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    H-2B Temporary Non-agricultural Workers — Visa Cap Update from USCIS

    H-2B Temporary Non-agricultural Workers — Visa Cap Update from USCIS

    DHS to supplement H2-B cap with additional visas after cap reached for remaining H-2B Visas for FY 2021

    As of Aug. 13, 2021, USCIS reached more than the additional 22,000 H-2B visas made available under the temporary supplemental rule for FY 2021. US CIS has announced they will make available an additional 20,000 H-2B temporary nonagricultural worker visas for fiscal year (FY) 2022. Previously, USCIS

    What does that mean for H-2B Visa applicants?

    Generally, the H-2B program allows U.S. employers or U.S. agents who meet specific requirements to bring foreign nationals to the United States to fill temporary non-agricultural jobs. If you’d like to work in the U.S. on an H-2B Visa, a U.S. employer or U.S. agent as described in the regulations must file Form I-129, Petition for a Non-immigrant Worker, on your behalf.

    Regarding the temporary supplemental cap, USCIS has stated they will continue accepting cap-subject petitions for the first half of FY 2022 for employment start dates before April 1, 2022.

    Additionally, USCIS stated they will continue to accept H-2B petitions for workers that are exempt from the cap, including petitions for:

      • Current H-2B workers in the United States who extend their stay, change employers, or change the terms and conditions of their employment;
      • Certain fishing and seafood processing occupations; or
      • Workers performing labor or services in the Commonwealth of Northern Mariana Islands or Guam during a specified time period.

    Other Information and Eligibility Requirements for H-2B Visa Applicants

    Importantly, eligibility for an H-2B Visa is limited to applicants from specifically approved countries, with the concurrence of the Office of the Secretary of State and USCIS. If you’re not a citizen of one of these countries, you may still qualify for other types of Visas. Call our office to set up a consultation about your individual needs and circumstances.

    Andorra, Argentina, Australia, Austria, Barbados, Belgium, Brazil, Brunei, Bulgaria, Canada, Chile, Colombia, Costa Rica, Croatia, Republic of Cyprus, Czech Republic, Denmark, Dominican Republic, Ecuador, El Salvador, Estonia, Fiji, Finland, France, Germany, Greece, Grenada, Guatemala, Haiti, Honduras, Hungary, Iceland, Ireland, Israel, Italy, Jamaica, Japan, Kiribati, Latvia, Liechtenstein, Lithuania, Luxembourg, North Macedonia, Madagascar, Malta, Mauritius, Mexico, Mongolia, Montenegro, Mozambique, Nauru, The Netherlands, Nicaragua, New Zealand, Norway, Panama, Papua New Guinea, Peru, The Philippines, Poland, Portugal, Romania, Saint Lucia, San Marino, Serbia, Singapore, Slovakia, Slovenia, Solomon Islands, South Africa, South Korea, Spain, St. Vincent and the Grenadines, Sweden, Switzerland, Taiwan, Thailand, Timor-Leste, Turkey, Tuvalu, Ukraine, United Kingdom, Uruguay, and Vanuatu.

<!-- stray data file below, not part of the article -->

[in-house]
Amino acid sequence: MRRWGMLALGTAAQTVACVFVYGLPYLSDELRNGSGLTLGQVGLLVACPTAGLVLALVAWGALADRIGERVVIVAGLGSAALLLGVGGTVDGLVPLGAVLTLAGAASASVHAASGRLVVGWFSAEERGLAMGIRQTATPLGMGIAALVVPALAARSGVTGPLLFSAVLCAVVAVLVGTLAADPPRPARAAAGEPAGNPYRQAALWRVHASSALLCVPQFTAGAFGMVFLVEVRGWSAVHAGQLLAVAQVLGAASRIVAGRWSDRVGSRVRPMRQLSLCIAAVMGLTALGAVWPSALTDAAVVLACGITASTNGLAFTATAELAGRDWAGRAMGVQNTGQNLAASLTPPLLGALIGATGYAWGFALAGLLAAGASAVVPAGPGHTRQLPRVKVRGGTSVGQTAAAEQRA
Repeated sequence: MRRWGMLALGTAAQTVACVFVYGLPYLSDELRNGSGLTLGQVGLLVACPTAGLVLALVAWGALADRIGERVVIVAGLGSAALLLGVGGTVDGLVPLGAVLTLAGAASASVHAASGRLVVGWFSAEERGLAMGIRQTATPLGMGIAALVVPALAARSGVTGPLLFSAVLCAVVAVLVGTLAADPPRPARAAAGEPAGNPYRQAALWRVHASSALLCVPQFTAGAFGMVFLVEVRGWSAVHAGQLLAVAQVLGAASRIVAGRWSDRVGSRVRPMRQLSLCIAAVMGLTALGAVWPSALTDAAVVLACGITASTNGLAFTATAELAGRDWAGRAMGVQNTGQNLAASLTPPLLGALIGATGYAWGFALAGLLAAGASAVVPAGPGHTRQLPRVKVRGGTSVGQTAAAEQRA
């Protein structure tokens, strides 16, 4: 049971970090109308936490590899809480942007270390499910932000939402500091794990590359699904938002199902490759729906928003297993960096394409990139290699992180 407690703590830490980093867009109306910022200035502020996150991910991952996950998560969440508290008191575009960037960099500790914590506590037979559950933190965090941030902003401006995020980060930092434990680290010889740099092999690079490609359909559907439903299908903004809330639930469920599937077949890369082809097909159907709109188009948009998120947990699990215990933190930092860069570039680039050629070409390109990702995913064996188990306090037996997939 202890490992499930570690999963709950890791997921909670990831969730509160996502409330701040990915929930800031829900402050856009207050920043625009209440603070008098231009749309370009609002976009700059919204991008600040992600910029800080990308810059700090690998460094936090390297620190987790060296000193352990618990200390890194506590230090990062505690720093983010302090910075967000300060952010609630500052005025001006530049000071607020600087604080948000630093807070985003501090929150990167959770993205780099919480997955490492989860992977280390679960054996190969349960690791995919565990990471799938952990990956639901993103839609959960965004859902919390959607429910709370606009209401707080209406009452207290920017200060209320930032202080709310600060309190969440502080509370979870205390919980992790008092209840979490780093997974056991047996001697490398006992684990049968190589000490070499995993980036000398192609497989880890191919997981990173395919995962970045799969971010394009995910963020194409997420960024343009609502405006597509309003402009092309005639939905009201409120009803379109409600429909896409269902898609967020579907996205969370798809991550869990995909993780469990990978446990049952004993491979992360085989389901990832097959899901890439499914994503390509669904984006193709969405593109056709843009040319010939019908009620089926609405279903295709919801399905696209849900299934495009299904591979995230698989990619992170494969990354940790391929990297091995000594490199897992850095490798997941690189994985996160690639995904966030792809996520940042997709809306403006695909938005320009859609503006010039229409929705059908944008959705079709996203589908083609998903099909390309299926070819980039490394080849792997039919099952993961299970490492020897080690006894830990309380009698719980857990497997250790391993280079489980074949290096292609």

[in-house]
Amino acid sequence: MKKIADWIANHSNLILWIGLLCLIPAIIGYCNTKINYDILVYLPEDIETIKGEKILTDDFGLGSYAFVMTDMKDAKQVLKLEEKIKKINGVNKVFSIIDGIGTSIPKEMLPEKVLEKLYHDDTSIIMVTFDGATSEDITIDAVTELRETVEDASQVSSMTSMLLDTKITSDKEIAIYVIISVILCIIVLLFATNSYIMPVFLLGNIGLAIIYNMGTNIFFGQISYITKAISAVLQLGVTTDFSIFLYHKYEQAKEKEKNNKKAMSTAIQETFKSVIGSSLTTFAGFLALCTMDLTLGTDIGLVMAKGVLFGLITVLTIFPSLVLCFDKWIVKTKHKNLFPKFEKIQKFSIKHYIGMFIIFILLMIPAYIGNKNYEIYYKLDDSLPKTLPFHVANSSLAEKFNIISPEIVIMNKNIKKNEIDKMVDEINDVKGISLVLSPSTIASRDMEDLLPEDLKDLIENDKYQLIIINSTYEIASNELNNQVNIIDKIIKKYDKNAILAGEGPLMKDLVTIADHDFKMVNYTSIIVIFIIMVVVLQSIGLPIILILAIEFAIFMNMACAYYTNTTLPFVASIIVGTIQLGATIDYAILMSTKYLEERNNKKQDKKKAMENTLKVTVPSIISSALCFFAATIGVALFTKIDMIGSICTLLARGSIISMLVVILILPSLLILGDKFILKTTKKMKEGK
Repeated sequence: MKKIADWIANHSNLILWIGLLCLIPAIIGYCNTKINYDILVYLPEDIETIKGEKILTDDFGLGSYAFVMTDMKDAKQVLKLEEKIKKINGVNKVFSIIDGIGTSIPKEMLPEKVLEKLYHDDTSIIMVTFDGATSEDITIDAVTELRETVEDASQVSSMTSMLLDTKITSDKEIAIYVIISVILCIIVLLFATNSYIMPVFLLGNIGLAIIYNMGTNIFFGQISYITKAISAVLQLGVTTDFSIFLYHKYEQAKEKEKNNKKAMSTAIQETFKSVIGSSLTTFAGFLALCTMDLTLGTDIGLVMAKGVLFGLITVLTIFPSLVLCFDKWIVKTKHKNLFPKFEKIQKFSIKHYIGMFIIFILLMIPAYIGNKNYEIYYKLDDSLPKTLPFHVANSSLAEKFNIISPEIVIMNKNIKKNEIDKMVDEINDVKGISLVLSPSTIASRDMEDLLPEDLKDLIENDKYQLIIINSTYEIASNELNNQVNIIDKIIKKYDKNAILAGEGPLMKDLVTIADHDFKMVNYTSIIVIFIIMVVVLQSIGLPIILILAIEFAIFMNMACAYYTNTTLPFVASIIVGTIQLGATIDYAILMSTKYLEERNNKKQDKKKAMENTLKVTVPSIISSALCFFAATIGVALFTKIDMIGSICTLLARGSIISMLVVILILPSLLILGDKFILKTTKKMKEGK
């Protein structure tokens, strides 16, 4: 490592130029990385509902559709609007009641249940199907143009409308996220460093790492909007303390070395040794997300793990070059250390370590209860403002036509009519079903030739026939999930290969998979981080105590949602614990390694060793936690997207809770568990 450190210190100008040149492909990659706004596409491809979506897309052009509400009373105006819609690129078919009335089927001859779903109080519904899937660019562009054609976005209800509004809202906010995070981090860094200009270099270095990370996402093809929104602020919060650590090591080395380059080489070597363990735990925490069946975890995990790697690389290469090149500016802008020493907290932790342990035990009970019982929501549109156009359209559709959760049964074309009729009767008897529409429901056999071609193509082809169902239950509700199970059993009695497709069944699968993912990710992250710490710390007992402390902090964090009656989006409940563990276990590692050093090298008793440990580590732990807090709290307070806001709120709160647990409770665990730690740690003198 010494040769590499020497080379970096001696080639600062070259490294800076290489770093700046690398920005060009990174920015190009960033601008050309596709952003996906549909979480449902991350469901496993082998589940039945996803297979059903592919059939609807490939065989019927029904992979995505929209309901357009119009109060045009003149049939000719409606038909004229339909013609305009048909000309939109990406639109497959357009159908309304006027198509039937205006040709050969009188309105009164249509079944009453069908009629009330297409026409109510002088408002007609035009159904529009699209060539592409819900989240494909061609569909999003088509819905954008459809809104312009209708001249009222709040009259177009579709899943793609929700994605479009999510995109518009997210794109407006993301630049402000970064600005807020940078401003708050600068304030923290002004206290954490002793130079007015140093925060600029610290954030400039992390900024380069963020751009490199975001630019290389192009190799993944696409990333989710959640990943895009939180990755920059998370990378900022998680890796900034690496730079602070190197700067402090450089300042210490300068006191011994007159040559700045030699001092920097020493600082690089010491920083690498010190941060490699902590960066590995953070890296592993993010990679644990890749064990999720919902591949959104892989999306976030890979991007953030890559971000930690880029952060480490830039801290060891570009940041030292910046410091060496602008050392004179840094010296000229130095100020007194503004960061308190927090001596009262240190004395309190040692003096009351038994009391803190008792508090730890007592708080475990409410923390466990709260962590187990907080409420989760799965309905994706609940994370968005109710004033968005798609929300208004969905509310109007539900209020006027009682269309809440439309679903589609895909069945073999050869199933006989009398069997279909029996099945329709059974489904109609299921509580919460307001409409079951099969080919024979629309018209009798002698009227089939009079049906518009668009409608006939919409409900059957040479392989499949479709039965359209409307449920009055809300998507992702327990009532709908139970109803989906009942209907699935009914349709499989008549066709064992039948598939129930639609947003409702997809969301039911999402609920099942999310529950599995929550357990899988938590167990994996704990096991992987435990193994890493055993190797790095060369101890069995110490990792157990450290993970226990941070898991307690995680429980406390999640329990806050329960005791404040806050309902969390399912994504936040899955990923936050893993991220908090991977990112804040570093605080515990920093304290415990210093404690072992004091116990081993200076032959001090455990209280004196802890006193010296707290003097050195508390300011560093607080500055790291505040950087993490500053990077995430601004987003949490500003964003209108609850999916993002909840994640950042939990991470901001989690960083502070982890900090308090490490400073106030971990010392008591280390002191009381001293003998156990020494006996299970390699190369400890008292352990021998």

Fees for H-2B Visa Workers

    Protect yourself! Employers and recruiters are prohibited from collecting a fee, directly or indirectly, from an H-2B Visa Worker as a condition of employment. If you’re worried this might be happening to you, call our office to schedule a time to discuss your situation.

    How the H-2B Visa Application Works

    Before requesting H-2B classification from USCIS, the petitioner must apply for and receive a temporary labor certification for H-2B workers. Then, submit Form I-129 to USCIS.

    After receiving a temporary labor certification for H-2B employment from either DOL or Guam DOL (if applicable), the petitioner must file Form I-129 with USCIS. If the Form is approved, prospective H-2B workers who are outside the United States must:

    • Apply for an H-2B visa with the U.S. Department of State (DOS) at a U.S. Embassy or Consulate abroad and then seek admission to the United States with U.S. Customs and Border Protection (CBP) at a U.S. port of entry; or
    • Directly seek admission to the United States in H-2B classification with CBP at a U.S. port of entry in cases where an H-2B visa is not required.

    Period of Stay for Temporary Workers holding H-2B Visas 

    The maximum period of stay in H-2B classification is 3 years, although generally, USCIS may grant H-2B classification for up to the period of time authorized on the temporary labor certification. One-year extensions may be available, but require a new, valid temporary labor certification covering the requested time.

    If you are married, or you have children who are unmarried, your spouse and unmarried children under 21 years of age may seek admission to the U.S. through an H-4 nonimmigrant classification. Importantly, however, persons in the United States on H-4 Visa are not eligible for employment in the U.S.

    Visa applications can be complicated, as well as highly subjective. Your eligibility for employment and your immigration status is too important to leave to chance. If you, your employer, or a family member needs help with the H-2B Visa application process or other immigration legal services, we can help. Contact our office today to schedule an appointment to discuss your situation.